There are two types of tokenization: reversible and irreversible.
Reversible tokens can be detokenized – converted back to their original values. In privacy terminology, this is called pseudonymization. Such tokens may be further subdivided into cryptographic and non-cryptographic, although this distinction is artificial, since any tokenization really is a form of encryption.
Cryptographic tokenization generates tokens using strong cryptography; the cleartext data element(s) are not stored anywhere – just the cryptographic key. NIST-standard FF1-mode AES is an example of cryptographic tokenization.
Non-cryptographic tokenization originally meant that tokens were created by randomly generating a value and storing the cleartext and corresponding token in a database, like the original TrustCommerce offering. This approach is conceptually simple, but means that any tokenization or detokenization request must make a server request, adding overhead, complexity, and risk. It also does not scale well. Consider a request to tokenize a value: the server must first perform a database lookup to see if it already has a token for that value. If it does, it returns that. If not, it must generate a new random value, then do another database lookup to make sure that value has not already been assigned for a different cleartext. If it has, it must generate another random value, check that one, and so forth. As the number of tokens created grows, the time required for these database lookups increases; worse, the likelihood of such collisions grows exponentially. Such implementations also typically use multiple token servers, for load-balancing, reliability, and failover. These must perform real-time database synchronization to ensure reliability and consistency, adding further complexity and overhead.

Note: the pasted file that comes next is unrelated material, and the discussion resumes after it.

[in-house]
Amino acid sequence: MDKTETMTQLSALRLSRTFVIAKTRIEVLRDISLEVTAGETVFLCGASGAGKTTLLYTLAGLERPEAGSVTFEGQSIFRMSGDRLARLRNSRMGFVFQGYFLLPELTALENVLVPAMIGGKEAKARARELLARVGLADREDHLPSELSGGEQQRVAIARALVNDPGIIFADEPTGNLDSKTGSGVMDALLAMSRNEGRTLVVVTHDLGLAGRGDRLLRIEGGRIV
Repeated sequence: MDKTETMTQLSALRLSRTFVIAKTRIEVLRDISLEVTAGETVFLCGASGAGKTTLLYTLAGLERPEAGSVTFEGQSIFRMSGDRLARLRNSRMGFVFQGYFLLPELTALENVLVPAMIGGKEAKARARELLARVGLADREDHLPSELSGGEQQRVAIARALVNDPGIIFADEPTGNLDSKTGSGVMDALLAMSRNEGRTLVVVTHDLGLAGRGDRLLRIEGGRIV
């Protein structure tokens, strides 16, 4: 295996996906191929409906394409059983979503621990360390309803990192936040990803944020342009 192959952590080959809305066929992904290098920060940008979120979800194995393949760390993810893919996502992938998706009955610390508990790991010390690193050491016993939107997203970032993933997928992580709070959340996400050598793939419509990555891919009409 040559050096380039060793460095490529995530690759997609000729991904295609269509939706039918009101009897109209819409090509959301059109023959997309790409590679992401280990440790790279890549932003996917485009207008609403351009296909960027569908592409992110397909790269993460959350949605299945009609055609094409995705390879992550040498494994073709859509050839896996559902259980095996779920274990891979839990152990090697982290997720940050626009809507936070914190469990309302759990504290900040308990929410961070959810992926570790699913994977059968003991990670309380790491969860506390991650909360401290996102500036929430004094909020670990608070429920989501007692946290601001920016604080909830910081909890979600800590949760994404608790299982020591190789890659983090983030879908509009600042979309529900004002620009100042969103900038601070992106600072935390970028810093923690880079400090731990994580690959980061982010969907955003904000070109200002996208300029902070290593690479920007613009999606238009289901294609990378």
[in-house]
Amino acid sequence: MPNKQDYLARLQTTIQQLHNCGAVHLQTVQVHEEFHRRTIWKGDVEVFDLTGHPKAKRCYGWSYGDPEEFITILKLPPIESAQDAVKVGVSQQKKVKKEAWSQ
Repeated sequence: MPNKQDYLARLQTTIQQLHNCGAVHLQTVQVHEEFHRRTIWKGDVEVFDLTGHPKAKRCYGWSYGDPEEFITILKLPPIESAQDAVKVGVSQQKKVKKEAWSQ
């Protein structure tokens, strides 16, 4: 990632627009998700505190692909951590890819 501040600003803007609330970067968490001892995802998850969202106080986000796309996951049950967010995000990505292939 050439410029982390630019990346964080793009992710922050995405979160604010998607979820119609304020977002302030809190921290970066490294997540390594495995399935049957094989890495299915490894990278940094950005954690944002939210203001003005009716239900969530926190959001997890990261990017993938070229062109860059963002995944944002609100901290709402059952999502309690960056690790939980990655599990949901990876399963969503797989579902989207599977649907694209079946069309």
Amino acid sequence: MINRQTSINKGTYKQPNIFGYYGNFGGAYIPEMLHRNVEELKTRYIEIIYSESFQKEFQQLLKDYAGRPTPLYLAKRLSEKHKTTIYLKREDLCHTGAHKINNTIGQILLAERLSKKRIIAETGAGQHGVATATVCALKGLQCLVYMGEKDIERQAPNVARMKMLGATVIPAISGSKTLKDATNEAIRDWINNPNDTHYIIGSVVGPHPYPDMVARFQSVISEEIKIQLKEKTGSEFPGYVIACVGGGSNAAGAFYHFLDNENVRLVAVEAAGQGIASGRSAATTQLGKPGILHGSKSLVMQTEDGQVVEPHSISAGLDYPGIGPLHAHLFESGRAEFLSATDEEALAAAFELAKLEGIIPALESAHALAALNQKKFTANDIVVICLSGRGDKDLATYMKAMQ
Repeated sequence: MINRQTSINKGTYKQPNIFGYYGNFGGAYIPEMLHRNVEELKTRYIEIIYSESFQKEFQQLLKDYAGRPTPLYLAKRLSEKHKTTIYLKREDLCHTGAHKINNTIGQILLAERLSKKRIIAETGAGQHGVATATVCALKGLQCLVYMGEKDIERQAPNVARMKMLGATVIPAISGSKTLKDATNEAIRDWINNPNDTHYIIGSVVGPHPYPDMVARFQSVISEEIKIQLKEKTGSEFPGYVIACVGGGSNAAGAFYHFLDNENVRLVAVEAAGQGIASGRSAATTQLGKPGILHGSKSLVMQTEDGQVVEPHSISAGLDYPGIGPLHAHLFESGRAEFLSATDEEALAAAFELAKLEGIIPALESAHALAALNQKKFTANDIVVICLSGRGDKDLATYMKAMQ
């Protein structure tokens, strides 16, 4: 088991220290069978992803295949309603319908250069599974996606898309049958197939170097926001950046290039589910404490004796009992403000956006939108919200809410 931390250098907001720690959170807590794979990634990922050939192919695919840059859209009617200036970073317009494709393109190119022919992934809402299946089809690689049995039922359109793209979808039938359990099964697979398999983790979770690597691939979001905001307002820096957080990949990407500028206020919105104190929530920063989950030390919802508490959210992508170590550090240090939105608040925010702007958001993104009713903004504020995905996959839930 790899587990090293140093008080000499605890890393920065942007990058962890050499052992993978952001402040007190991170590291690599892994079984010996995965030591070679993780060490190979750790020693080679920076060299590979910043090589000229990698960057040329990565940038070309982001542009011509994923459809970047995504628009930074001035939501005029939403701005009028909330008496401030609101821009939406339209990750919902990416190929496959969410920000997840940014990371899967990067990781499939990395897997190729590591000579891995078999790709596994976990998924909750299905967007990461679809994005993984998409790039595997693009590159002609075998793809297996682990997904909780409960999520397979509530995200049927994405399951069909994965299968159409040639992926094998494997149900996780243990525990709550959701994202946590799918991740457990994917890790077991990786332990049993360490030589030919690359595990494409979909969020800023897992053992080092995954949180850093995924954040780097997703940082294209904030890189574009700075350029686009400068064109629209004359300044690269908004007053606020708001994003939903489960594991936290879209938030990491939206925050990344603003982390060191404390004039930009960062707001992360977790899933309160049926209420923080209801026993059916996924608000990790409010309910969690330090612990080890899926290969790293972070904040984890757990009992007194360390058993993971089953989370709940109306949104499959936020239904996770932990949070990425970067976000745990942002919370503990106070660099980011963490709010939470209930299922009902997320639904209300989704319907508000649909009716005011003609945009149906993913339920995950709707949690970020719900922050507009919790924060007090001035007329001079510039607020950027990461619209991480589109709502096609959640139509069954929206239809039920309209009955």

Modern non-cryptographic tokenization focuses on “stateless” or “vaultless” approaches, using randomly generated metadata that is securely combined to build tokens. Such systems can operate disconnected from each other, and scale essentially infinitely since they require no synchronization beyond copying of the original metadata, unlike database-backed tokenization.
Irreversible tokens cannot be converted back to their original values. In privacy terminology, this is called anonymization. Such tokens are created through a one-way function, allowing use of anonymized data elements for third-party analytics, production data in lower environments, etc.